memtech flashdrives

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We are using 4GB IDE memtech flashdrives in one of our embedded
devices. We have had about 10% defective among those used
under normal conditions by our customer.
During the qualification, particularly for the vibrations
we have had 50% defective hard drives.
The drives are ruggedized, -40 +85 deg celsius.

Have you experienced similar problems?

We have asked memtech for an expertise but so far, without
any reply from them.

The problems are undetected drives, or corrupted boot sector
or corrupted clusters.

Regards


Re: memtech flashdrives

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How often do you write to the drive?  We only write during boot and
shutdown on our flash drives.  We never have much problem as you
described.  Do your customers happen to turn off power while writing to
the drives?

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Re: memtech flashdrives


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I must confess we use the Windoze 2K OS and so the drive is used
by both the OS for swapping and by the application.

We do not know how much write the customer application perform
per second.

The problems we have met, particularly for the vibration tests
during the qualification were found with new drives and a low
amount of disk writes.

I don't think the problem comes from overwriting the same memory
location too many times, thus exceeding the limited number
of cycles for the flash, since the problems often appear
at the beginning of the tests when only few write access
have been made.

We also suspect problems perhaps with power supply spikes
or ribbon cable twists that could occur due to vibrations.

I have read somewhere that flashdrives were considered not
very reliable and that a defect rate of 10% was announced.
I don't remember where this was written and for what
operational conditions that was claimed.


Re: memtech flashdrives


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This will definitely kill the flash drive, it's just a matter of weeks
(perhaps months).

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It doesn't matter.  The OS is bad enough for the drive.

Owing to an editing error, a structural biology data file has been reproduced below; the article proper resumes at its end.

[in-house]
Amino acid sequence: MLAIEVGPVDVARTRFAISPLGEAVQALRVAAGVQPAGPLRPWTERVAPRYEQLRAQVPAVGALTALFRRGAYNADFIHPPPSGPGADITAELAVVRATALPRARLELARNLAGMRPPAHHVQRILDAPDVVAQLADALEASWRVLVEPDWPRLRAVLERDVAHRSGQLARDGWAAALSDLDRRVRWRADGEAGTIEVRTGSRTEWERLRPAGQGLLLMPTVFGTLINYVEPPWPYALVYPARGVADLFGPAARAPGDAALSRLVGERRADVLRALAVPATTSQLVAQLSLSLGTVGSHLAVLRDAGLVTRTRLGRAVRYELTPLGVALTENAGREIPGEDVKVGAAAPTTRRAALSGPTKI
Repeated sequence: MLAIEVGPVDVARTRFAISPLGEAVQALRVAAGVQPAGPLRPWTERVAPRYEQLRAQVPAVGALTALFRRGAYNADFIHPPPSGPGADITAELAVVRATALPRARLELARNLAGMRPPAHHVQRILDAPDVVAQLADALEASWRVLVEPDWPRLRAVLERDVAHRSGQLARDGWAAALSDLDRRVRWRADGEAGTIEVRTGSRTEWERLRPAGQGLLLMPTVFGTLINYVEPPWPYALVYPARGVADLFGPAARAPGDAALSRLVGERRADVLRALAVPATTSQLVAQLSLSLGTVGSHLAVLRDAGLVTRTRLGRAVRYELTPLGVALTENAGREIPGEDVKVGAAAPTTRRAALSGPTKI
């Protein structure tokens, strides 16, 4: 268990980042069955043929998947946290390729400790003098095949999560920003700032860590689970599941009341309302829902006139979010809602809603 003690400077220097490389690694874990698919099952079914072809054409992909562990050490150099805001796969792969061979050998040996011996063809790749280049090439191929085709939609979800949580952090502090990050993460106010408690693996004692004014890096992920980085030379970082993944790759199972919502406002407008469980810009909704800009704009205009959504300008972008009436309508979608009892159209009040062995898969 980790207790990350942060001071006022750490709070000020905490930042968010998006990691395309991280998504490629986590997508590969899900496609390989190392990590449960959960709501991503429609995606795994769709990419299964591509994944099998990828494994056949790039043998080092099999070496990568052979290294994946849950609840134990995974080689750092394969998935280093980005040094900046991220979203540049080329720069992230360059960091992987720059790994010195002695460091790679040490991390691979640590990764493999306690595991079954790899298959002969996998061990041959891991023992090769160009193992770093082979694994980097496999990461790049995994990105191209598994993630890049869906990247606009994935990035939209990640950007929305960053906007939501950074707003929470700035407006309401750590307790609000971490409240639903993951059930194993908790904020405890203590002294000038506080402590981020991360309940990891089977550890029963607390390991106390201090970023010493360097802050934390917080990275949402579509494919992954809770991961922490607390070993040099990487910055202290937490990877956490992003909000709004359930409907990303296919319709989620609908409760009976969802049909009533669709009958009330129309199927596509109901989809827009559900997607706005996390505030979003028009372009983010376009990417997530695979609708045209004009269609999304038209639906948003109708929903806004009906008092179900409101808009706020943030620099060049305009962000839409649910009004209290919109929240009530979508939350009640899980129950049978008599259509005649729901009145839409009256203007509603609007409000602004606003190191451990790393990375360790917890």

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They must have poor solder joints.  Actually, very poor joints that can
be loosen with vibration.  Most electronics (include Compact Flash, as
we use in ours) can sustain 10G or greater shocks.

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Try placing some large caps on the power line near the drive.

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They are very reliable if you use them properly.  Namely, run in
read-only mode and write for occasional updates.   Flash manufacturers
do not recommend using them as read/write drives.  Unfortunately,
resellers (memtech?) don't follow the guide lines in pushing sales.

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Re: memtech flashdrives


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You are certainly right about the OS, but unfortunately, this is
a request from our customer. We could perhaps try using a ramdisk
for the swap but we have just replaced magnetic drives with these
ones and of course, there was no problem with those, except during
vibrations, that's why.
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Agreed. We are now looking at Windoze XP embedded which includes
a filter that prevent write access to the drives. That will perhaps
solve our problems, provided the customer will accept to upgrade
its application.
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most interesting


We will try that, thanks

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We should be able to do this thanks to the file filter
in XP embedded

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Re: memtech flashdrives
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Have you looked at the Hitachi EnduraStar range? These are 20 or 30GB
ruggedised 2 1/2" drives, designed for automotive applications.

Rob



Re: memtech flashdrives


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Operating Vibration (sine wave)      1.0 G (22-500Hz)
Non-operating Vibration (sine wave)     5.0G (22-500Hz)

If you hit a pot hole, there can easily be more than 1G force.
Fortunately, no auto maker would use hard disk for mission critical
part.  Or, do they?

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Re: memtech flashdrives


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A kick in the device by a footballer (soccer) is much more than 40G

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They sometimes connect radiosets on the same fieldbus as safety
devices, such as speed regulators, about which we have heard some
interesting stories, here, recently;)


Re: memtech flashdrives
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A pot hole would cause a vibration for temporary loss of data.
CF:15G, HD:1G

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A ball hit would cause a shock for permanent damage.
CF:1,000G HD:250G

For more comparative data between Compact Flash Drive and Hard Drive:

http://cfd.linnix.com/spec.html

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